Matt: On second thought, you're right, it can't be that なむ. I mostly ruled out the ぬ because it didn't seem likely an adjective would lake a marker for completion, but I forgot the intensive meaning ぬ can have.

Also, I now realize(d'oh!), though the kakarijoshi なむ can come after various kinds of words, it wouldn't drive わろし into 連用形.

I don't think the editing is really a problem. They probably assumed it was thought, not spoken, which makes sense.

Matt said...

Also, the -kari adjective form is a corruption of -ku ari, so in a way it IS a verb. Anything goes!

Azuma said...

You learn something new every day. If that's the sort of delightful etymological information you can find in your Iwanami dictionary, I really do need to buy it.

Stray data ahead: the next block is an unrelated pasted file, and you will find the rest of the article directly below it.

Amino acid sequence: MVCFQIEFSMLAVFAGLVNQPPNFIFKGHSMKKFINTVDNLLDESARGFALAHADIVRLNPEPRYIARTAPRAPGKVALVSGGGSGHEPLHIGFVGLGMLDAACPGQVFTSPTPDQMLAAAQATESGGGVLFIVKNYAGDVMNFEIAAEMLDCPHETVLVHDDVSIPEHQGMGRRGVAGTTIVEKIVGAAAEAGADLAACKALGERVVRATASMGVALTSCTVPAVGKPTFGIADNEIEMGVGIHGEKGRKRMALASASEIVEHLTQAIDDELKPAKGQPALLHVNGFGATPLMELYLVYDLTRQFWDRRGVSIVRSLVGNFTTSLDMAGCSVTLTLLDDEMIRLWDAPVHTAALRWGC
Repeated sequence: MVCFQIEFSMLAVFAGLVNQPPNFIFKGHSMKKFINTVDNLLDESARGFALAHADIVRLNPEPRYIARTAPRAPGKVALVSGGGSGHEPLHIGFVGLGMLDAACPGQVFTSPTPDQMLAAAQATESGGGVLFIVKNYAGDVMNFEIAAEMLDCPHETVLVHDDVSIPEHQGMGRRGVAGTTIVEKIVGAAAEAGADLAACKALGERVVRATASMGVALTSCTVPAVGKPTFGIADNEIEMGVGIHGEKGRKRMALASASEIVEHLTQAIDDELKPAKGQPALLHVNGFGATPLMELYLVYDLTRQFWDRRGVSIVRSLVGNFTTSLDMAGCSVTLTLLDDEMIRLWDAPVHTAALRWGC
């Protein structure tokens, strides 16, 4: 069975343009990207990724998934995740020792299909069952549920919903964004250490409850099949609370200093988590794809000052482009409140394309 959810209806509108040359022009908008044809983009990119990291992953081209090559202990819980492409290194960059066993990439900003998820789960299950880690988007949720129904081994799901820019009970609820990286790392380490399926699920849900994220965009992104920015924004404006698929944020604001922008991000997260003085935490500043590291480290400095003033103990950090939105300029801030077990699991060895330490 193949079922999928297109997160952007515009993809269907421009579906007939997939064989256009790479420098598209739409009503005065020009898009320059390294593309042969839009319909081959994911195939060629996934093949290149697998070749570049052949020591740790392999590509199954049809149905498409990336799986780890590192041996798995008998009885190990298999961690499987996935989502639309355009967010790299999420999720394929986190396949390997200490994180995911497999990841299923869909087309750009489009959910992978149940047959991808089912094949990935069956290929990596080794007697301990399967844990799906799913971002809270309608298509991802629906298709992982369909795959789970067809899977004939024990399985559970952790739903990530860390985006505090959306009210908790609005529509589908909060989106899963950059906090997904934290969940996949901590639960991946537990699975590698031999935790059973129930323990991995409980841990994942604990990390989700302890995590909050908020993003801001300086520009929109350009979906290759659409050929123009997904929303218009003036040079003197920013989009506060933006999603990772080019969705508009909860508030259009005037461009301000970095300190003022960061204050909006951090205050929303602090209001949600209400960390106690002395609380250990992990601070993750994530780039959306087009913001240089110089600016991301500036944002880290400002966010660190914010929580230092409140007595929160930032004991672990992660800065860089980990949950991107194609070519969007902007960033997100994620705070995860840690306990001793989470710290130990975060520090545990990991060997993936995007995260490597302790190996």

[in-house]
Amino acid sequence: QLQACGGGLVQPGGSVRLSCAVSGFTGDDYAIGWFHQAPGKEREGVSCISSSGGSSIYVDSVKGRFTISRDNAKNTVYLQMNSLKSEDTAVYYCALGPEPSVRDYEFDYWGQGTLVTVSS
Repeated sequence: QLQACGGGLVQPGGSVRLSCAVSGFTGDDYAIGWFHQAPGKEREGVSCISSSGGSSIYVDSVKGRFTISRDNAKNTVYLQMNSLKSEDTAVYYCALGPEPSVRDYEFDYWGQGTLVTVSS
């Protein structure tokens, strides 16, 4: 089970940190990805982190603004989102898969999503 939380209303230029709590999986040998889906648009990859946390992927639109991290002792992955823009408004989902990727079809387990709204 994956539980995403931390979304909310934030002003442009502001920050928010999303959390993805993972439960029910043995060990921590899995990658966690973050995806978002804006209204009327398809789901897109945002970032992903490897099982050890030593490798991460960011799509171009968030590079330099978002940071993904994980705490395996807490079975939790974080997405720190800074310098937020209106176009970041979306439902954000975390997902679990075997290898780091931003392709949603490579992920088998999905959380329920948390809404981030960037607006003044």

Though I wonder, that being the origin, why there isn't an acceptable alternative shuushikei ending in "kari", to parallel "ari"? I guess not everything can be consistent.

amida said...

My Big Chart has a shuushikei for -kari, but it's in parentheses. I'm not sure what that means.

Matt said...

Interesting! My Big Chart doesn't even have a -kari shuushikei ending in parentheses. It goes: (ku)/kara, ku/kari, shi, ki/karu, kere, kare.

Gabi Greve said...

Thanks for your good work!
I checked about CHIGO when I came to your site.
Here is a bit on the

my sweet home
among cherry blossoms !
namu amida butsu

Gabi's Haiku Gallery